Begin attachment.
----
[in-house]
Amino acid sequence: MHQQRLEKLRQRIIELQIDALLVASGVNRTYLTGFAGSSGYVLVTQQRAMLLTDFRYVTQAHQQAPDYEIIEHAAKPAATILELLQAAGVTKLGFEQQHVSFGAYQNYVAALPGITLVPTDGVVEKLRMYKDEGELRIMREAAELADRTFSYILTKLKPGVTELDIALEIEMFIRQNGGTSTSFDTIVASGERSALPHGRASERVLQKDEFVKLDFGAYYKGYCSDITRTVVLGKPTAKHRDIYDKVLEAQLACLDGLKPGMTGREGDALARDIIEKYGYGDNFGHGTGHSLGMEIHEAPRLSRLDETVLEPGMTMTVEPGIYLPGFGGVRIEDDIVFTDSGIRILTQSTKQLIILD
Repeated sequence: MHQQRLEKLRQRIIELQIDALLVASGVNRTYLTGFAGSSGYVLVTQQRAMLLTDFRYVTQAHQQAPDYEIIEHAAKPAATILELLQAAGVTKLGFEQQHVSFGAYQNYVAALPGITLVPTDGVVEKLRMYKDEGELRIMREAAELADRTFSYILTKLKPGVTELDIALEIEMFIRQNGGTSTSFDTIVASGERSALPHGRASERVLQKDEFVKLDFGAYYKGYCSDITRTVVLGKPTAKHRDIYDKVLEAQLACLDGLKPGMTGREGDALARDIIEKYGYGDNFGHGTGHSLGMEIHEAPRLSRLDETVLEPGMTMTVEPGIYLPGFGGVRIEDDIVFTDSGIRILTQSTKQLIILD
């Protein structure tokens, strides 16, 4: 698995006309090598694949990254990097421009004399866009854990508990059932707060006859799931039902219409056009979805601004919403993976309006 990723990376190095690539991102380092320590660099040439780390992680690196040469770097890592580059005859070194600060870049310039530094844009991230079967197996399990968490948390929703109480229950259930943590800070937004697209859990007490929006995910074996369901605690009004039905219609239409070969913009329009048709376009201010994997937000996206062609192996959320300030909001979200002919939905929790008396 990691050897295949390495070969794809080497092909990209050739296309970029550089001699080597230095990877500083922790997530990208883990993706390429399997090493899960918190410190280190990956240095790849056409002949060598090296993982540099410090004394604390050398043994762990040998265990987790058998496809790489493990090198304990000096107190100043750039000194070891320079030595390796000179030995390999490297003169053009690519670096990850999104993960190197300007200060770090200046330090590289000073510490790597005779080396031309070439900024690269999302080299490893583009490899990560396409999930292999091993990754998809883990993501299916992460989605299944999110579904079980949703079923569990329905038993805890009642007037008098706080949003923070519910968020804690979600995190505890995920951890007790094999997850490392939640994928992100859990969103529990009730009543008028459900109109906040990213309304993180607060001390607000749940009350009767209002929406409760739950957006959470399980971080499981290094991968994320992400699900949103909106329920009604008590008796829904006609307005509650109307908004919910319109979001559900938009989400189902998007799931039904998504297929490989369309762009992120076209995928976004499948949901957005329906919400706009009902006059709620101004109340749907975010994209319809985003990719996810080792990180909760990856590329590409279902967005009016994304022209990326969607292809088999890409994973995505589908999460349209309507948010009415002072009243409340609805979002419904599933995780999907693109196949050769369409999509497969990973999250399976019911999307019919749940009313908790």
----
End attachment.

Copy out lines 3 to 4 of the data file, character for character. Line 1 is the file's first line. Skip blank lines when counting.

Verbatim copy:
Repeated sequence: MHQQRLEKLRQRIIELQIDALLVASGVNRTYLTGFAGSSGYVLVTQQRAMLLTDFRYVTQAHQQAPDYEIIEHAAKPAATILELLQAAGVTKLGFEQQHVSFGAYQNYVAALPGITLVPTDGVVEKLRMYKDEGELRIMREAAELADRTFSYILTKLKPGVTELDIALEIEMFIRQNGGTSTSFDTIVASGERSALPHGRASERVLQKDEFVKLDFGAYYKGYCSDITRTVVLGKPTAKHRDIYDKVLEAQLACLDGLKPGMTGREGDALARDIIEKYGYGDNFGHGTGHSLGMEIHEAPRLSRLDETVLEPGMTMTVEPGIYLPGFGGVRIEDDIVFTDSGIRILTQSTKQLIILD
């Protein structure tokens, strides 16, 4: 698995006309090598694949990254990097421009004399866009854990508990059932707060006859799931039902219409056009979805601004919403993976309006 990723990376190095690539991102380092320590660099040439780390992680690196040469770097890592580059005859070194600060870049310039530094844009991230079967197996399990968490948390929703109480229950259930943590800070937004697209859990007490929006995910074996369901605690009004039905219609239409070969913009329009048709376009201010994997937000996206062609192996959320300030909001979200002919939905929790008396 990691050897295949390495070969794809080497092909990209050739296309970029550089001699080597230095990877500083922790997530990208883990993706390429399997090493899960918190410190280190990956240095790849056409002949060598090296993982540099410090004394604390050398043994762990040998265990987790058998496809790489493990090198304990000096107190100043750039000194070891320079030595390796000179030995390999490297003169053009690519670096990850999104993960190197300007200060770090200046330090590289000073510490790597005779080396031309070439900024690269999302080299490893583009490899990560396409999930292999091993990754998809883990993501299916992460989605299944999110579904079980949703079923569990329905038993805890009642007037008098706080949003923070519910968020804690979600995190505890995920951890007790094999997850490392939640994928992100859990969103529990009730009543008028459900109109906040990213309304993180607060001390607000749940009350009767209002929406409760739950957006959470399980971080499981290094991968994320992400699900949103909106329920009604008590008796829904006609307005509650109307908004919910319109979001559900938009989400189902998007799931039904998504297929490989369309762009992120076209995928976004499948949901957005329906919400706009009902006059709620101004109340749907975010994209319809985003990719996810080792990180909760990856590329590409279902967005009016994304022209990326969607292809088999890409994973995505589908999460349209309507948010009415002072009243409340609805979002419904599933995780999907693109196949050769369409999509497969990973999250399976019911999307019919749940009313908790």